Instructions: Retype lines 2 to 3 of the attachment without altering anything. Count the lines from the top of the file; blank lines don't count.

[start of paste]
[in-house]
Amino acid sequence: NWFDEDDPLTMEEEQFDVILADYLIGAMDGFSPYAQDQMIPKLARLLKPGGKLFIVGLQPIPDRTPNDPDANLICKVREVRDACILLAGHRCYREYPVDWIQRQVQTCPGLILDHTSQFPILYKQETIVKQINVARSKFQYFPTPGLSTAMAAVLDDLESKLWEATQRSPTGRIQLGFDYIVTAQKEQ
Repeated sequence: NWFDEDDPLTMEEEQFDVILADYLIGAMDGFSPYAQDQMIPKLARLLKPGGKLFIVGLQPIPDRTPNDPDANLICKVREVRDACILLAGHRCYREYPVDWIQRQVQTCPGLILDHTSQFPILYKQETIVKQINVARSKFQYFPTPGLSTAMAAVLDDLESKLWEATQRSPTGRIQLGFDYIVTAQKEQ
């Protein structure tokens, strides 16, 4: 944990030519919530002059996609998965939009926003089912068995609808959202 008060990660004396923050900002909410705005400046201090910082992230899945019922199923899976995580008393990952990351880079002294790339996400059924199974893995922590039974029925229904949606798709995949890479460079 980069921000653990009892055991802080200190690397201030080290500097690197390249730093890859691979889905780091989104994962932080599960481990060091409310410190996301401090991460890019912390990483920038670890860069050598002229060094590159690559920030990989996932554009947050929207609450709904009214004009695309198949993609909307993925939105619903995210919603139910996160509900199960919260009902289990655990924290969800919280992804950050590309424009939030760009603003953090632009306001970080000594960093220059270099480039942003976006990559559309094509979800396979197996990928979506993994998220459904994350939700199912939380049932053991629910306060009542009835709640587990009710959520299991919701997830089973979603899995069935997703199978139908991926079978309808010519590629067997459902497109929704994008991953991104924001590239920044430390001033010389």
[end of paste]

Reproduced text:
Amino acid sequence: NWFDEDDPLTMEEEQFDVILADYLIGAMDGFSPYAQDQMIPKLARLLKPGGKLFIVGLQPIPDRTPNDPDANLICKVREVRDACILLAGHRCYREYPVDWIQRQVQTCPGLILDHTSQFPILYKQETIVKQINVARSKFQYFPTPGLSTAMAAVLDDLESKLWEATQRSPTGRIQLGFDYIVTAQKEQ
Repeated sequence: NWFDEDDPLTMEEEQFDVILADYLIGAMDGFSPYAQDQMIPKLARLLKPGGKLFIVGLQPIPDRTPNDPDANLICKVREVRDACILLAGHRCYREYPVDWIQRQVQTCPGLILDHTSQFPILYKQETIVKQINVARSKFQYFPTPGLSTAMAAVLDDLESKLWEATQRSPTGRIQLGFDYIVTAQKEQ